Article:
Latina  studies scholars agree  that  cultural upbringing, gender socialization, and  the  influences of Latina  representation in  American popular culture help to explain  their  beauty  product consumption and  usage.  Latinas learn  culturally specific  and  class-specific ideals  of femininity from  their  mothers, peers,  and  the mass  media.  Latina  subjects describe preening and  being  presentable in public, whether or  not  one  leaves  the  house, as a source of pride  and  empowerment. The  hypersexualized, spitfire images embraced by Latina  movie stars and celebrities further influence the kinds  of beauty  products Latina  adolescents and young adults favor.

Recognizing the Latina  consumer growth potential, U.S. cosmetics companies target  Latinas with specific  products and  multicultural advertising. Mainstream brands such  as Unilever, JossClaude Products, Estée Lauder, Revlon, Maybelline, CoverGirl, and  L’Oréal  have created new product lines for women of color and have selected  women of color  celebrities and models to promote products in multimedia outlets.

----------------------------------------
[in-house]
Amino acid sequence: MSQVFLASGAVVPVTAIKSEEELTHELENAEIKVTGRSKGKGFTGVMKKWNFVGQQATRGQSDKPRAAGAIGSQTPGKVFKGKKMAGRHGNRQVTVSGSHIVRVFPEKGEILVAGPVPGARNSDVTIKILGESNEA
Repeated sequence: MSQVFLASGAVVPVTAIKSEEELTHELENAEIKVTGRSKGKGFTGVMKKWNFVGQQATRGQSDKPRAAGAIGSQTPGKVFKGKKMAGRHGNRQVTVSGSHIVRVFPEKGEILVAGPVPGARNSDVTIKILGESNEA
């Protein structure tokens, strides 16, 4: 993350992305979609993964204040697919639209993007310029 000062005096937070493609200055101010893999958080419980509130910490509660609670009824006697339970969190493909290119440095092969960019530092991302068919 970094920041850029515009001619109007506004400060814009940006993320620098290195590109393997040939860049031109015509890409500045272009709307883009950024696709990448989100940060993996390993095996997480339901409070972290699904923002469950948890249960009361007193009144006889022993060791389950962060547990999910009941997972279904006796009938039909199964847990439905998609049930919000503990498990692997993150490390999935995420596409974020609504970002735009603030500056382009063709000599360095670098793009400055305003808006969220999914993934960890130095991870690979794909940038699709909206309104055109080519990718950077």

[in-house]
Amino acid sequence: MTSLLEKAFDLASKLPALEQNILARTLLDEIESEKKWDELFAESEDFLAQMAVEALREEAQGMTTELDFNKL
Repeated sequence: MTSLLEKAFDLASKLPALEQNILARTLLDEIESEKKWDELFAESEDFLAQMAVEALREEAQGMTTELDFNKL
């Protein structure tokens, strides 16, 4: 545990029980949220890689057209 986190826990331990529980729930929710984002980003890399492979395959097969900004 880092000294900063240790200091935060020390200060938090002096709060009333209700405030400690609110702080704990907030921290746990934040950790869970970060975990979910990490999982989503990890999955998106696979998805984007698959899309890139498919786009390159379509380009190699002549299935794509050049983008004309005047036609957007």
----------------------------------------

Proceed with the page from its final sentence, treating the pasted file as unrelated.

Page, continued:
Unilever initiated an advertising campaign in 2005  geared  toward the Spanish-speaking Latina  audience by working with programs on the Spanish station Telemundo to incorporate segments on beauty featuring Unilever products. JossClaude released  Formula Latina  in 2004, a line of hair products for U.S. Latinas. According to JossClaude surveys,  frizz and  shine  are the  top  two concerns of Latinas, which their  products aim  to  address. JossClaude admit  that  their  products would  suit women of any ethnic/racial background.

Beginning in the 1990s, mainstream cosmetic brands such  as Revlon and Maybelline  have attempted to meet  the needs  of Latinas and  women of color  by adding more  colors  of foundations, concealers, and  powders and  hiring  Latina  and Spanish celebrities, including Penelope Cruz,  Salma  Hayek,  Jennifer  Lopez,  and Eva Mendes as spokeswomen. Additional colors  and  shades reflect  the  light-tomedium skin  tones  and  not  the  dark  skin  tones  common among Latinas with more  indigenous and African features. Darker foundations tend  to be more  challenging   to  create  because of  the  added  opacity  and  heavy  textures  caused by increases in pigment. Thus, darker-skinned women continue to have significantly fewer cosmetic color  choices.